• By 8 months, your baby can usually string together simple word sounds like “mama” or “baba.”
  • Over the next few months, most babies start to attach meaning to their words, for instance knowing that you are “mama” and that “baba” is a ball.
  • If your baby isn’t babbling or making any sounds at all during this time, keep watching for other signs that he or she is listening. You can even check out our other article for signs your baby loves you!

1 Year to 18 Months

  • By the age of 18 months, a baby typically has a vocabulary of about 20 words.
  • Your baby may form simple, two-word sentences like “wan’go” (I want to go) or similar simple statements.
  • You’ll notice that your baby isn’t babbling as much and is making an effort to pronounce words more clearly.

How to Encourage Your Baby’s Babbling

If your baby isn’t babbling as much as you would like, try these techniques to encourage speech. They’ll also increase the bond you have with your baby. Use talking as a way to share some fun moments.

  • Talk About Toys

Whenever your baby is playing with her toys, use this opportunity to start talking about what she’s doing. Use full words and act as if your baby is responding. “Oh, look, you’re playing with your cow,” you can say. “Do you know the sound that cows make? They go moo, moo.”

  • Sing Nursery Rhymes

Learning the rhythms of rhyming language is an important skill. The more you can get your child to listen to baby nursery rhymes and baby music, the better she’ll be able to interpret different intonations. Singing nursery rhymes while engaging with your baby in a fun, relaxed way helps her enjoy learning these new speech rhythms.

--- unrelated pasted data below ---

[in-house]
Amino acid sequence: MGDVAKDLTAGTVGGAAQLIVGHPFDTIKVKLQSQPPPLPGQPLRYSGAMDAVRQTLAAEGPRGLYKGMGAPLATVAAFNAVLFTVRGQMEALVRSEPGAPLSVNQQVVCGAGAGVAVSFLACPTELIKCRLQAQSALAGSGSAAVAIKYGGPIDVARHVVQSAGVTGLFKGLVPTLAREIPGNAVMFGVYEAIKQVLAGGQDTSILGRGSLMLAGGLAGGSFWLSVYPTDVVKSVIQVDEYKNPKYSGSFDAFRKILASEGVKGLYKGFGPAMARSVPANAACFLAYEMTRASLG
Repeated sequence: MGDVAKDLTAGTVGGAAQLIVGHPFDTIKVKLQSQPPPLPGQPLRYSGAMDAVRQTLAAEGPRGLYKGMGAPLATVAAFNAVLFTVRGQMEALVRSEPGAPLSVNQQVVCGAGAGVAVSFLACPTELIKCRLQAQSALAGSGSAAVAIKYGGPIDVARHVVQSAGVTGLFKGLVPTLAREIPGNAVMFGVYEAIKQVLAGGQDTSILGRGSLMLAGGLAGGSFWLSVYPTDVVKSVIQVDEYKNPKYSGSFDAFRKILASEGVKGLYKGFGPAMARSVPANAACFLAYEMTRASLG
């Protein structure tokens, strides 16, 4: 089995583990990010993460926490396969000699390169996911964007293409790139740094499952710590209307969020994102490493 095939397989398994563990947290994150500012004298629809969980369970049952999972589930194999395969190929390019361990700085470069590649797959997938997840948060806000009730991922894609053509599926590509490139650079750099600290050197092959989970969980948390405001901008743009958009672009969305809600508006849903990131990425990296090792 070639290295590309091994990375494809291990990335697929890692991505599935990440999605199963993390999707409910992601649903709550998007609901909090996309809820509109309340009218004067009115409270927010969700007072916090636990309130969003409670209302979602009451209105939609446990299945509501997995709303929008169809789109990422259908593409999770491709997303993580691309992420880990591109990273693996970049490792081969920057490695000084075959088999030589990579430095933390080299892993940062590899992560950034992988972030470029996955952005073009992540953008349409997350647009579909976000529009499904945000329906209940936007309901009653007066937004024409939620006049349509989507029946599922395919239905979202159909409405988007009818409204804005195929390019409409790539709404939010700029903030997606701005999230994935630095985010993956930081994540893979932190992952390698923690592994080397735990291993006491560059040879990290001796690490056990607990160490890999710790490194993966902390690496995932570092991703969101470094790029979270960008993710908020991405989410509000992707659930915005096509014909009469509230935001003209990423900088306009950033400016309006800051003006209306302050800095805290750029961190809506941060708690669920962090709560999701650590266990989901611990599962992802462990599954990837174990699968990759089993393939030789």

• Repeat, Repeat

Every time your baby imitates a sound that you make, encourage more of that by repeating the sound back to him or her. Do this over and over. Babies love imitation and repetition. This will encourage more mimicking of your speech.

  • Respond in Complete Sentences

When your little guy makes any kind of sound, respond with full sentences that show that you seem to understand exactly what he’s saying. If your baby points to his blanket and makes a noise that might be “blankie” or something similar, respond encouragingly with a few sentences about the blanket.

Say something like, “Yes, that’s your blanket, it has cute little bunnies on it and it keeps you warm, doesn’t it?” Doing so will encourage your child to verbalize and get them used to hearing full sentences.

  • Read to Your Baby

Even if your little one doesn’t understand a word, reading to her is a great way to teach listening skills. It doesn’t have to be children’s books or nursery rhymes. You can read magazines, novels and poems to a baby. It’s about training those little ears. If you need help with baby sleep training, now is a good time to start.

  • Don’t Correct Mistakes

Don’t worry about any mistakes in grammar or punctuation your baby makes. Don’t correct their speech or worry that you’re reinforcing bad habits by engaging in silly, repetitive “baby talk” with them. Learning verbal sounds in a fun, relaxed atmosphere is the purpose of baby talk.

If your baby isn’t babbling on schedule and hitting all of these markers, he or she might just be on their own personal schedule that you can’t rush.


The baby babbling milestones give you a rough guideline, but they are not set in stone. If your baby isn’t babbling on schedule and hitting all of these markers, he or she might just be on their own personal schedule that you can’t rush. Your best approach is to continue talking to your baby in a fun, relaxed way that encourages your baby to talk back.